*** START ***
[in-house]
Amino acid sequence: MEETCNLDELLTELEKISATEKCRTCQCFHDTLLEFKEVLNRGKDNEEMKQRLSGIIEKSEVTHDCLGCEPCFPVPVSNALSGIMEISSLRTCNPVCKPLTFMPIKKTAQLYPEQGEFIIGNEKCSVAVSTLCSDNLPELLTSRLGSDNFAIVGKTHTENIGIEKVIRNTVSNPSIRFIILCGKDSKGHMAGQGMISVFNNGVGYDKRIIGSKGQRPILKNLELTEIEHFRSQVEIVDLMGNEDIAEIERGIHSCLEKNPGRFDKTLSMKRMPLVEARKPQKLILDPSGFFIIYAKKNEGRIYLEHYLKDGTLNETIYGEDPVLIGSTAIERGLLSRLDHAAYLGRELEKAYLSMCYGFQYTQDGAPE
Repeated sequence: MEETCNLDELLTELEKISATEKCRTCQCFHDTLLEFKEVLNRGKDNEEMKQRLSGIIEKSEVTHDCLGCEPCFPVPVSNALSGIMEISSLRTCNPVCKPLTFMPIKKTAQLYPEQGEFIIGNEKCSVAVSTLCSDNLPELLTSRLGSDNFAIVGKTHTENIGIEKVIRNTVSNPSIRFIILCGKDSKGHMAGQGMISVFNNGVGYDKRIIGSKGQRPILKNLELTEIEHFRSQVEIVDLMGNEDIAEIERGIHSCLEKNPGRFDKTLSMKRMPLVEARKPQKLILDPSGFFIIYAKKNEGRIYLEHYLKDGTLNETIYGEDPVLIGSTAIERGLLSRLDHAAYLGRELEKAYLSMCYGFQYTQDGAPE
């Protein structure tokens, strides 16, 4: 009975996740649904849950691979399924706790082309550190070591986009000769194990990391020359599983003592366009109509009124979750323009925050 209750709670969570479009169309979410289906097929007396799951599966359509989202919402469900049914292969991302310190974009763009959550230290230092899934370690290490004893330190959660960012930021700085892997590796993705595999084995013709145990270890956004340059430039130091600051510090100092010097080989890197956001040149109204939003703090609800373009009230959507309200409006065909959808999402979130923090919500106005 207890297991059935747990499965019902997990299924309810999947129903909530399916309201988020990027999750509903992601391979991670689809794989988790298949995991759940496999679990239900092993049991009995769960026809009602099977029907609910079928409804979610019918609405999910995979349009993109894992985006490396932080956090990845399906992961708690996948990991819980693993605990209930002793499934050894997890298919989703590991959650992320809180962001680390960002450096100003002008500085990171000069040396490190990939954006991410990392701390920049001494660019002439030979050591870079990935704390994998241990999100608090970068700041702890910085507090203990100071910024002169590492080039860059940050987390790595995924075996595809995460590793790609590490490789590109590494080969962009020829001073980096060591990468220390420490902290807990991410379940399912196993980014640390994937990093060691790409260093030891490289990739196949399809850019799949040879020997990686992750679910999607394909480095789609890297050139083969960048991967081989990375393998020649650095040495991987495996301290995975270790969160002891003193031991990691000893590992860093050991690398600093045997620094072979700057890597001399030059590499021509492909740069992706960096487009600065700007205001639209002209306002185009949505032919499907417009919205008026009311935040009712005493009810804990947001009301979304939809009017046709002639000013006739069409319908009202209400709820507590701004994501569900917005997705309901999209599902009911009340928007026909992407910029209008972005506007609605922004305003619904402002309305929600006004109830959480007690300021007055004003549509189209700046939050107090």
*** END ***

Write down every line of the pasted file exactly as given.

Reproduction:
[in-house]
Amino acid sequence: MEETCNLDELLTELEKISATEKCRTCQCFHDTLLEFKEVLNRGKDNEEMKQRLSGIIEKSEVTHDCLGCEPCFPVPVSNALSGIMEISSLRTCNPVCKPLTFMPIKKTAQLYPEQGEFIIGNEKCSVAVSTLCSDNLPELLTSRLGSDNFAIVGKTHTENIGIEKVIRNTVSNPSIRFIILCGKDSKGHMAGQGMISVFNNGVGYDKRIIGSKGQRPILKNLELTEIEHFRSQVEIVDLMGNEDIAEIERGIHSCLEKNPGRFDKTLSMKRMPLVEARKPQKLILDPSGFFIIYAKKNEGRIYLEHYLKDGTLNETIYGEDPVLIGSTAIERGLLSRLDHAAYLGRELEKAYLSMCYGFQYTQDGAPE
Repeated sequence: MEETCNLDELLTELEKISATEKCRTCQCFHDTLLEFKEVLNRGKDNEEMKQRLSGIIEKSEVTHDCLGCEPCFPVPVSNALSGIMEISSLRTCNPVCKPLTFMPIKKTAQLYPEQGEFIIGNEKCSVAVSTLCSDNLPELLTSRLGSDNFAIVGKTHTENIGIEKVIRNTVSNPSIRFIILCGKDSKGHMAGQGMISVFNNGVGYDKRIIGSKGQRPILKNLELTEIEHFRSQVEIVDLMGNEDIAEIERGIHSCLEKNPGRFDKTLSMKRMPLVEARKPQKLILDPSGFFIIYAKKNEGRIYLEHYLKDGTLNETIYGEDPVLIGSTAIERGLLSRLDHAAYLGRELEKAYLSMCYGFQYTQDGAPE
């Protein structure tokens, strides 16, 4: 009975996740649904849950691979399924706790082309550190070591986009000769194990990391020359599983003592366009109509009124979750323009925050 209750709670969570479009169309979410289906097929007396799951599966359509989202919402469900049914292969991302310190974009763009959550230290230092899934370690290490004893330190959660960012930021700085892997590796993705595999084995013709145990270890956004340059430039130091600051510090100092010097080989890197956001040149109204939003703090609800373009009230959507309200409006065909959808999402979130923090919500106005 207890297991059935747990499965019902997990299924309810999947129903909530399916309201988020990027999750509903992601391979991670689809794989988790298949995991759940496999679990239900092993049991009995769960026809009602099977029907609910079928409804979610019918609405999910995979349009993109894992985006490396932080956090990845399906992961708690996948990991819980693993605990209930002793499934050894997890298919989703590991959650992320809180962001680390960002450096100003002008500085990171000069040396490190990939954006991410990392701390920049001494660019002439030979050591870079990935704390994998241990999100608090970068700041702890910085507090203990100071910024002169590492080039860059940050987390790595995924075996595809995460590793790609590490490789590109590494080969962009020829001073980096060591990468220390420490902290807990991410379940399912196993980014640390994937990093060691790409260093030891490289990739196949399809850019799949040879020997990686992750679910999607394909480095789609890297050139083969960048991967081989990375393998020649650095040495991987495996301290995975270790969160002891003193031991990691000893590992860093050991690398600093045997620094072979700057890597001399030059590499021509492909740069992706960096487009600065700007205001639209002209306002185009949505032919499907417009919205008026009311935040009712005493009810804990947001009301979304939809009017046709002639000013006739069409319908009202209400709820507590701004994501569900917005997705309901999209599902009911009340928007026909992407910029209008972005506007609605922004305003619904402002309305929600006004109830959480007690300021007055004003549509189209700046939050107090």